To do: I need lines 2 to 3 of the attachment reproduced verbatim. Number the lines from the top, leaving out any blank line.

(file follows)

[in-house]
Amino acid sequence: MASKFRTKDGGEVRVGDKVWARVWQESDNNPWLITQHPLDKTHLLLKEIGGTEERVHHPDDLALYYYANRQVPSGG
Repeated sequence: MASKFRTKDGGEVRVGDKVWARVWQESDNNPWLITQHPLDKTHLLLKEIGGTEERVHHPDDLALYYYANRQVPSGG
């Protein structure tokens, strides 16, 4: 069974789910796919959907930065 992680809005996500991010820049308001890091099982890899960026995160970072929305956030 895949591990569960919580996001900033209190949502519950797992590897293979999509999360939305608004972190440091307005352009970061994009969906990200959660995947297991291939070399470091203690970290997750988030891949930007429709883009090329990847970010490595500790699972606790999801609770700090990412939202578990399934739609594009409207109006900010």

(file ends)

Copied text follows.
Amino acid sequence: MASKFRTKDGGEVRVGDKVWARVWQESDNNPWLITQHPLDKTHLLLKEIGGTEERVHHPDDLALYYYANRQVPSGG
Repeated sequence: MASKFRTKDGGEVRVGDKVWARVWQESDNNPWLITQHPLDKTHLLLKEIGGTEERVHHPDDLALYYYANRQVPSGG